In a way, it seems especially interesting that while Yellen rather quickly “got it”, her predecessor, Ben Bernanke, the then-head of the Fed, and, in fact, one of the country’s pre-eminent scholars on the economic history of the Great Depression, seems to have been torn by doubts as to what was really happening – let alone how to bring it to a halt. Of course these quandaries were not Bernanke’s alone – most of the Bush administration’s economic team was just as torn, as were many hot-shot, go-getters on Wall Street as well – even the heads of the investment banks that were about to go under could barely believe their bad luck after years of easy, gargantuan profits.
Bernanke had told on Fed March meeting, “I do think that the downside risks are quite significant and that this so-called adverse feedback loop is currently in full play”. But he seems to have struggled with the task of convincing other Fed officials – it is not an organisation that is run like an absolute monarchy – of the need for forceful action and, as the New York Times described it, the “consensus-building approach might have slowed the central bank’s response time. Several officials hoped that the spill over from the financial crisis could still be contained” and some even worried aggressive action by the Fed would make it harder to pull back later on as things improved quickly enough.
In fact, a few months before Bernanke had voiced his fears, according to the transcripts, per the New York Times’ reporting on them, “Dallas Fed President Richard Fisher [the Federal Reserve System has twelve regional branches across the country rather than simply one all-knowing, all-powerful central bank] said in late January that the central bank’s reactions were not reassuring markets but scaring investors. ‘My CEO contacts tell me that we’re very close to the “creating panic” line,’ Fisher said. ‘They wonder if we know something that they do not know.’ ” By September, apparently, some of its officials had even began to think that after Lehman Brothers crumpled, the worst was finally over and that it was time to rein in the Fed and return it to its core function of holding inflation in check. That, obviously, in retrospect, was probably the least of its problems.
As the New York Times noted, “The nation was nearly a year into the Great Recession before then-Federal Reserve Chairman Ben S. Bernanke accepted the magnitude of the country’s economic distress. The financial system was rapidly unravelling in September 2008. Investment bank Lehman Brothers had collapsed, and the Fed was rescuing insurance giant AIG from the brink of insolvency with an $85 billion bailout. Wall Street was panicking, with stock markets falling more than 4 percent in a day. More than a million workers had lost their jobs. Even so, Bernanke thought the Fed had probably done enough, according to newly released transcripts. So he recommended that the central bank leave its key interest rate unchanged — a move the Fed would come to regret. ‘I think that our policy is looking actually pretty good,’ he told his colleagues around the mahogany table at the Fed’s headquarters in Washington.”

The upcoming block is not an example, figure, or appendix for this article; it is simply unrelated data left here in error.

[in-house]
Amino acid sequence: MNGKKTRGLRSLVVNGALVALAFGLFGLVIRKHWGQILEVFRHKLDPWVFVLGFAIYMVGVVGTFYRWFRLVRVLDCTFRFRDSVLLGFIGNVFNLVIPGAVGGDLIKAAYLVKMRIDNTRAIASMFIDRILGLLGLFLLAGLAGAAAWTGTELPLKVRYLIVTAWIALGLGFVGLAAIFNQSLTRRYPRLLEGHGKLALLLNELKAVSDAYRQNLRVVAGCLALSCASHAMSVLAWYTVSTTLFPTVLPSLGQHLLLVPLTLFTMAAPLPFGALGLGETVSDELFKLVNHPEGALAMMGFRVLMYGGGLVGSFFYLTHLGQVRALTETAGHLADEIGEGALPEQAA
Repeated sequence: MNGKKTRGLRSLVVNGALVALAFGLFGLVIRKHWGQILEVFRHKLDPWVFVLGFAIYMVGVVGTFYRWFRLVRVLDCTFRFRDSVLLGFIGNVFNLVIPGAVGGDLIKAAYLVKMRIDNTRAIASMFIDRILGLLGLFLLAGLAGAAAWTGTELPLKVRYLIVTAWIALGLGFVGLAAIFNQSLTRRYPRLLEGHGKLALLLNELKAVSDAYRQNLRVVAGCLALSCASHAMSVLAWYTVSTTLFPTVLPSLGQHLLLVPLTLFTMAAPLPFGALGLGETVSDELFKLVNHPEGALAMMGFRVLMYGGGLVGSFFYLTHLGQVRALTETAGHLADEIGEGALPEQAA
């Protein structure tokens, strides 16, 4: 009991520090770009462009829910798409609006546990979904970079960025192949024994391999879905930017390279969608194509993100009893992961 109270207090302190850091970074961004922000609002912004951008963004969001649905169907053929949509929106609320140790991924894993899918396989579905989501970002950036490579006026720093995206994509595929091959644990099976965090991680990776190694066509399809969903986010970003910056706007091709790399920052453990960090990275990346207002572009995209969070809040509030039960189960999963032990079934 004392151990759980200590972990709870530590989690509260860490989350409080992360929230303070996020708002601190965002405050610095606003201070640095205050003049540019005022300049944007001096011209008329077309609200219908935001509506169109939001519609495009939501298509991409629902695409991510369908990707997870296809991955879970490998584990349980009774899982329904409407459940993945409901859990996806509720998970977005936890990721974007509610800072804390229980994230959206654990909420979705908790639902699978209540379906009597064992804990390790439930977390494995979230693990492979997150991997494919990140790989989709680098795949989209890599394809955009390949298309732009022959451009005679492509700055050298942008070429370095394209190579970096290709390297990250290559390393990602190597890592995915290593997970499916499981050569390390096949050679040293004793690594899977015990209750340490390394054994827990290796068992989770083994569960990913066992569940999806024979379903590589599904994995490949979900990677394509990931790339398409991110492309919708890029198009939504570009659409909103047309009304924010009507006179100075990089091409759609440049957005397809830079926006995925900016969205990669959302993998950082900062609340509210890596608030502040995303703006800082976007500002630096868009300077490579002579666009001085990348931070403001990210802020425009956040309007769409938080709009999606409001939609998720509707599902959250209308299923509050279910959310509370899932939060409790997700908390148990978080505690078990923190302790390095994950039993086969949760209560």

In a way, even more than these transcripts even do, Hollywood has already managed to convey the panic and queasiness – right down to Treasury Secretary Henry Paulson’s increasingly nervous, upset stomach – as the full scale of the fatal winnowing was becoming clearer – in a made-for-TV movie, “Too Big to Fail”. Okay, that film got some things wrong, yes, but it found the fear factor and the sweaty palms.
Yes, “Too Big to Fail” had made a kind of ordinary-man-cum-superhero out of Timothy Geithner, then head of the Fed in New York City, and in somewhat earlier days a key economic policy wunderkind in the Clinton administration. (Remember, they had given a push to help along the home mortgage boom in the first place. Good grief, but there was enough blame to go around in all this mess, of course.)
And the film had also rather turned Hank Paulson into a kind of feckless foil for Geithner and the other really smart, good guys, the ones with the ice water in their veins for when things really got rough. But it also did a rather good job of illuminating the shark-infested waters of Wall Street and the way the toughest banks on the block ruthlessly elbowed out the weak sisters – and how the heads of the biggest banks had ethylene glycol in their veins. Overall, “Too Big to Fail”, like a similar, earlier, made-for-TV flick about Enron’s collapse, managed to deliver a visceral sense of the churning complexity and panic as officials thrashed around, and as they tried to figure out what there was to do next, once their previous, backs-up-against-the-wall final measures had had so little impact.
In fact, reading some of the transcripts and interpretative articles already published on this material, can make one think back to the granddaddy of economic panics, the Great Depression that kicked off in 1929 and how economic policy was handled then, when financial ructions first washed over the nation. Economic historians like Milton Friedman remind that while the stock market’s collapse had hit market investors hard, it was really the bank panic of 1930 that really semt things into a death spiral of a major downward trajectory.
And this takes us to the nearly forgotten circumstances of the Bank of United States (with no ‘the’ in its name). Founded by immigrant German Jews back at the turn of the century, and based on false rumours of its insolvency, the bank underwent a major run on its deposits that ultimately led to its collapse. Meanwhile, other major Wall Street bankers waved off recapitalisation and merger plans for this bank in order to save it, and once the Bank of United States had to shut its doors, the run on hundreds of other banks followed. And that is when the Depression truly took hold.
Among the more than six hundred banks that closed between November and December 1930, the Bank of United States accounted for a third of the total $550 million deposits lost by the banks. Once the Bank of United States had to close, bank failures reached a critical mass. People flocked to withdraw their money from yet other banks, forcing them all to call in loans or sell assets they were holding – at any price they could get – in an increasingly desperate effort to stay liquid. Kind of rings a bell with how 2008 unravelled, now doesn’t it?